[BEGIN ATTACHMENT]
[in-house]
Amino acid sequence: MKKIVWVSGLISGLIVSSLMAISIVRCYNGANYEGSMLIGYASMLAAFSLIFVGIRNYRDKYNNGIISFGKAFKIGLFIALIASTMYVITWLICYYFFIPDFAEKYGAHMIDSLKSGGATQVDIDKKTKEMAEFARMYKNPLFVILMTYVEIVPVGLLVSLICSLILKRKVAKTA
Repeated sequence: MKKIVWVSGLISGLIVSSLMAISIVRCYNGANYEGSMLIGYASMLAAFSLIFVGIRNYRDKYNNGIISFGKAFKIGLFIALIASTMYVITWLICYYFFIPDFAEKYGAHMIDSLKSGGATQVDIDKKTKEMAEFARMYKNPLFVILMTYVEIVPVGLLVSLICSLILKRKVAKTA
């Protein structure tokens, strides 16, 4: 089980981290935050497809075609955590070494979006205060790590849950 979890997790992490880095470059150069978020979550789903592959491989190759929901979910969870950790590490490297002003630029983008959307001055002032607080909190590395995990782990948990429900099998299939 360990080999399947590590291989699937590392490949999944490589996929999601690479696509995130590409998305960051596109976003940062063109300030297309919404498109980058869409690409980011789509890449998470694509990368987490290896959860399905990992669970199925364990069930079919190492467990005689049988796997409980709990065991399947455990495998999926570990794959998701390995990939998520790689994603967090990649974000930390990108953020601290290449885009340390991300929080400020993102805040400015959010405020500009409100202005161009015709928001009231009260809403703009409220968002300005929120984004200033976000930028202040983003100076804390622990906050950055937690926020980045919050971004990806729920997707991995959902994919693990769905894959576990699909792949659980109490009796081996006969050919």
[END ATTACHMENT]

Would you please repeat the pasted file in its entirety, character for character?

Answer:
[in-house]
Amino acid sequence: MKKIVWVSGLISGLIVSSLMAISIVRCYNGANYEGSMLIGYASMLAAFSLIFVGIRNYRDKYNNGIISFGKAFKIGLFIALIASTMYVITWLICYYFFIPDFAEKYGAHMIDSLKSGGATQVDIDKKTKEMAEFARMYKNPLFVILMTYVEIVPVGLLVSLICSLILKRKVAKTA
Repeated sequence: MKKIVWVSGLISGLIVSSLMAISIVRCYNGANYEGSMLIGYASMLAAFSLIFVGIRNYRDKYNNGIISFGKAFKIGLFIALIASTMYVITWLICYYFFIPDFAEKYGAHMIDSLKSGGATQVDIDKKTKEMAEFARMYKNPLFVILMTYVEIVPVGLLVSLICSLILKRKVAKTA
């Protein structure tokens, strides 16, 4: 089980981290935050497809075609955590070494979006205060790590849950 979890997790992490880095470059150069978020979550789903592959491989190759929901979910969870950790590490490297002003630029983008959307001055002032607080909190590395995990782990948990429900099998299939 360990080999399947590590291989699937590392490949999944490589996929999601690479696509995130590409998305960051596109976003940062063109300030297309919404498109980058869409690409980011789509890449998470694509990368987490290896959860399905990992669970199925364990069930079919190492467990005689049988796997409980709990065991399947455990495998999926570990794959998701390995990939998520790689994603967090990649974000930390990108953020601290290449885009340390991300929080400020993102805040400015959010405020500009409100202005161009015709928001009231009260809403703009409220968002300005929120984004200033976000930028202040983003100076804390622990906050950055937690926020980045919050971004990806729920997707991995959902994919693990769905894959576990699909792949659980109490009796081996006969050919």